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Vol. 29, No. 1, 2011
Issue release date: February 2011
Section title: Original Paper
Fetal Diagn Ther 2011;29:64–70
(DOI:10.1159/000311944)

Comparison between Fetal Endoscopic Tracheal Occlusion Using a 1.0-mm Fetoscope and Prenatal Expectant Management in Severe Congenital Diaphragmatic Hernia

Ruano R. · Duarte S.A. · Pimenta E.J.d.A. · Takashi E. · da Silva M.M. · Tannuri U. · Zugaib M.
Departments of aObstetrics and bPediatric Surgery, Faculty of Medicine, University of São Paulo, São Paulo, Brazil

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Article / Publication Details

First-Page Preview
Abstract of Original Paper

Received: 9/24/2009
Accepted: 2/2/2010
Published online: 4/10/2010

Number of Print Pages: 7
Number of Figures: 1
Number of Tables: 3

ISSN: 1015-3837 (Print)
eISSN: 1421-9964 (Online)

For additional information: http://www.karger.com/FDT

Abstract

Objectives: To evaluate if fetal endoscopic tracheal occlusion (FETO) for severe congenital diaphragmatic hernia (CDH) using a 1.0-mm fetoscope improves neonatal outcome. Method: Between January 2006 and December 2008, a controlled study was conducted at a single center in which FETO was proposed for fetuses with severe isolated CDH (lung-to-head ratio <1.0) and liver herniation to the thoracic cavity but no other detectable anomalies at diagnosis (<26 weeks). FETO was performed under maternal epidural and fetal intramuscular anesthesia, guided by ultrasonography and 1.0-mm fetoscope between 26 and 30 weeks. All cases submitted to FETO were delivered by ex utero intrapartum therapy procedure. Postnatal therapy was the same for both treated fetuses and controls. The primary outcome was neonatal survival (up to 28 days after birth). Results: A total of 35 women met the inclusion criteria, and in 17 of them, fetal intervention was intended. However, in 1 case, it was not possible to insert the balloon inside the fetal trachea because of placental bleeding. FETO was therefore successfully performed in 16 fetuses with severe CDH. Eighteen cases received no prenatal intervention and served as the control group. Mean gestational age at diagnosis was similar in both groups (p > 0.05). Delivery occurred at 35.6 (range: 28–38) weeks in the FETO group and at 37.5 (range: 31–40) weeks (p = 0.18) among controls. Nine of 17 (52.9%) infants in the FETO group and 1 of 18 (5.6%) in the control group survived (p < 0.01). Severe pulmonary arterial hypertension was present in 8/17 (47.1%) infants from the FETO group and in 16/18 (88.9%) controls (p = 0.01). Conclusion: The present study shows that FETO using a 1.0-mm fetoscope is feasible and may improve neonatal outcome in severe CDH.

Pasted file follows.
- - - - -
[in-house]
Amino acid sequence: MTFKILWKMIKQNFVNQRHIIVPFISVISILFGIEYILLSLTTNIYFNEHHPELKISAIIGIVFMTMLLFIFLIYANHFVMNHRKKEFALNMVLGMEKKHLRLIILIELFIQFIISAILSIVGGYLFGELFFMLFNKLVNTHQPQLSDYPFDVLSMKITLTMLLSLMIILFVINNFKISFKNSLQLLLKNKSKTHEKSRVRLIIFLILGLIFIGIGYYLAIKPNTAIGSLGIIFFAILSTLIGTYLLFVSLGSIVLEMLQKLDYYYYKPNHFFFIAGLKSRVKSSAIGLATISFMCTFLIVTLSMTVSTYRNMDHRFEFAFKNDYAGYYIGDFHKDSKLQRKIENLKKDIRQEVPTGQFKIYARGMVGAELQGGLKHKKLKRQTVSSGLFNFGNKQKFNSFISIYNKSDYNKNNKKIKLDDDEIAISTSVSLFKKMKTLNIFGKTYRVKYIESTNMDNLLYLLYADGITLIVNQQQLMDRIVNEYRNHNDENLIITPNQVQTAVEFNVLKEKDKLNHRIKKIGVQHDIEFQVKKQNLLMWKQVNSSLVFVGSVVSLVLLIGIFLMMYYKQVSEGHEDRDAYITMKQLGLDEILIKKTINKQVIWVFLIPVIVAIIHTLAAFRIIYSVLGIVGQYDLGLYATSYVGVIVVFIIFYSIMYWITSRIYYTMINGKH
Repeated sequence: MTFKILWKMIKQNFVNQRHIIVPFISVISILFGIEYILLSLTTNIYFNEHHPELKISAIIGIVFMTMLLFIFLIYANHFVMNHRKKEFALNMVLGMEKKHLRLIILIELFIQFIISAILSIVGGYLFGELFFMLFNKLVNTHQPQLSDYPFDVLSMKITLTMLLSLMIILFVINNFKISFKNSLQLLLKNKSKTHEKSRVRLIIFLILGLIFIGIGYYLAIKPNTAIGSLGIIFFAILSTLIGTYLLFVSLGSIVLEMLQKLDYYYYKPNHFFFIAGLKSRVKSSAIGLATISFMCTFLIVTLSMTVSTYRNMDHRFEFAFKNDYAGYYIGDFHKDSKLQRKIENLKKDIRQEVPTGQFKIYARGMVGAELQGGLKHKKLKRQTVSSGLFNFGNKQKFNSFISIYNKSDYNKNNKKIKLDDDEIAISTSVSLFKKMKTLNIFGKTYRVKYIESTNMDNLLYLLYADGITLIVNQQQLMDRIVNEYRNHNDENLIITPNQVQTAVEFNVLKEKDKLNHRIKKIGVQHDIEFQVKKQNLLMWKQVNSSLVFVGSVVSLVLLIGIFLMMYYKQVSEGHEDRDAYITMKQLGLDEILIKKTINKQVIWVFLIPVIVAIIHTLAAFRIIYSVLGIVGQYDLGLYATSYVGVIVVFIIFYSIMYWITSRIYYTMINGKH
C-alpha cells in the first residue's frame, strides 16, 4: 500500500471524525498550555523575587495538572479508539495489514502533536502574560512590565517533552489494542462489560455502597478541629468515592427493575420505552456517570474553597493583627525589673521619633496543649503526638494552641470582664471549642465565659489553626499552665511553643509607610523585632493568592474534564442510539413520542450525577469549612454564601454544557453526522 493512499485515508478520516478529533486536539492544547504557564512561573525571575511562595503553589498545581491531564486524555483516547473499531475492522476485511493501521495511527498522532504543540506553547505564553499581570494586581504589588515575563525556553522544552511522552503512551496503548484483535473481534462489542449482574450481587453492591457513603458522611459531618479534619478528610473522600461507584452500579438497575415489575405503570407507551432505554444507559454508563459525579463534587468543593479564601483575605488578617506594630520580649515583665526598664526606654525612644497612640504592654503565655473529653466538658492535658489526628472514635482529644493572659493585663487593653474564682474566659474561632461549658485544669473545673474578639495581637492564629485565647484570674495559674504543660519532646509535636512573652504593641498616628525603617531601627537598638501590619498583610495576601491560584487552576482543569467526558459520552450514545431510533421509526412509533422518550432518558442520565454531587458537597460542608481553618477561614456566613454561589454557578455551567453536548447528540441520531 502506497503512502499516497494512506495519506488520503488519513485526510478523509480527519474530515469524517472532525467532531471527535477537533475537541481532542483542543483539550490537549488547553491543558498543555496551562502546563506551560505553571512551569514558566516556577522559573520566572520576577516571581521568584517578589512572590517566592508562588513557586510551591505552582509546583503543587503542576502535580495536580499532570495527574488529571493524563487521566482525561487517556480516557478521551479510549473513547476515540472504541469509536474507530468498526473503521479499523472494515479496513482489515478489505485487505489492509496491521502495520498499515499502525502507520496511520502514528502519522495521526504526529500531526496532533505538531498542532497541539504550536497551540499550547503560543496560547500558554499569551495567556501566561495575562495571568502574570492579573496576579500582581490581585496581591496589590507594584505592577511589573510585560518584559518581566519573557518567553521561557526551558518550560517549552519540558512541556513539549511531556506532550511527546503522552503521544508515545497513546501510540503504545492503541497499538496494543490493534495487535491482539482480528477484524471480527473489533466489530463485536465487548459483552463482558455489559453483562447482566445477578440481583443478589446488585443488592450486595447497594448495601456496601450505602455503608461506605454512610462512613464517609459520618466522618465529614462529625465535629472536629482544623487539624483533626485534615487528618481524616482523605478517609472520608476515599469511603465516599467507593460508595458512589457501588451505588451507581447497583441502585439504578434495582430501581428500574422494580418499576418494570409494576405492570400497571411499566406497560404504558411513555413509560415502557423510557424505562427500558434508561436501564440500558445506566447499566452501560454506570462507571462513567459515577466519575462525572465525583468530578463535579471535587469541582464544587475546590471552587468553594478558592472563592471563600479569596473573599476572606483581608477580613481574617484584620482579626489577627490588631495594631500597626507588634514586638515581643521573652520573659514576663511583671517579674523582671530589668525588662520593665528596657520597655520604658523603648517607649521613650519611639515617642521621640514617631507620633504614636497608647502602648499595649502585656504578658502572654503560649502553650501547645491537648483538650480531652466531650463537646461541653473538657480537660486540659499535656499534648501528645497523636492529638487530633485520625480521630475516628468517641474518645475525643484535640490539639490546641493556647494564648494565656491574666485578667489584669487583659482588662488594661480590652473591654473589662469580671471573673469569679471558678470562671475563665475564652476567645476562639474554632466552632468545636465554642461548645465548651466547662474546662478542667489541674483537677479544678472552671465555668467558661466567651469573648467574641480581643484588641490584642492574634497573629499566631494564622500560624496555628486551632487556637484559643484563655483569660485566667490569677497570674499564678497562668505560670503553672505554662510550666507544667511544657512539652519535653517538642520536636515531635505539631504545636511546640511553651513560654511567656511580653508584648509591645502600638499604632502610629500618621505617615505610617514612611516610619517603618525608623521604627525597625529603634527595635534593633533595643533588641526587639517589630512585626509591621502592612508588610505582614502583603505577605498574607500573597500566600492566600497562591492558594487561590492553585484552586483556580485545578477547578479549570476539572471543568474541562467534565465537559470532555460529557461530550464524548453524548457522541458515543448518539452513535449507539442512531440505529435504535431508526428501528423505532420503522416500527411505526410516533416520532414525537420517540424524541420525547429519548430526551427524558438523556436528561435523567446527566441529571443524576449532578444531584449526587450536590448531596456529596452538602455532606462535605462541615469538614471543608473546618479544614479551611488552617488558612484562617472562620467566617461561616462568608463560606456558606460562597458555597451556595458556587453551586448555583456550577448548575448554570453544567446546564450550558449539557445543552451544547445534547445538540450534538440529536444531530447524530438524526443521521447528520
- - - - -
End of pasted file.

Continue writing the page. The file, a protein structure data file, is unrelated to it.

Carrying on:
Author Contacts

Rodrigo Ruano
Department of Obstetrics, Faculty of Medicine, University of São Paulo
Rua Valentim Magalhães, 100, ap 52
São Paulo, SP 03184-090 (Brazil)
Tel./Fax +55 116 601 6280, E-Mail rodrigoruano@hotmail.com

  

Article Information

Preliminary results of the study were presented at the 27th Meeting of the International Fetal Medicine and Surgery Society in Athens, Greece, in 2008, and at the 19th World Congress on Ultrasound in Obstetrics and Gynecology in Hamburg, Germany, in 2009.

Received: September 24, 2009
Accepted after revision: February 2, 2010
Published online: April 10, 2010
Number of Print Pages : 7
Number of Figures : 1, Number of Tables : 3, Number of References : 43

  

Publication Details

Fetal Diagnosis and Therapy (Clinical Advances and Basic Research)

Vol. 29, No. 1, Year 2011 (Cover Date: February 2011)

Journal Editor: Gratacós E. (Barcelona)
ISSN: 1015-3837 (Print), eISSN: 1421-9964 (Online)

For additional information: http://www.karger.com/FDT


Article / Publication Details

First-Page Preview
Abstract of Original Paper

Received: 9/24/2009
Accepted: 2/2/2010
Published online: 4/10/2010

Number of Print Pages: 7
Number of Figures: 1
Number of Tables: 3

ISSN: 1015-3837 (Print)
eISSN: 1421-9964 (Online)

For additional information: http://www.karger.com/FDT


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Drug Dosage: The authors and the publisher have exerted every effort to ensure that drug selection and dosage set forth in this text are in accord with current recommendations and practice at the time of publication. However, in view of ongoing research, changes in goverment regulations, and the constant flow of information relating to drug therapy and drug reactions, the reader is urged to check the package insert for each drug for any changes in indications and dosage and for added warnings and precautions. This is particularly important when the recommended agent is a new and/or infrequently employed drug.
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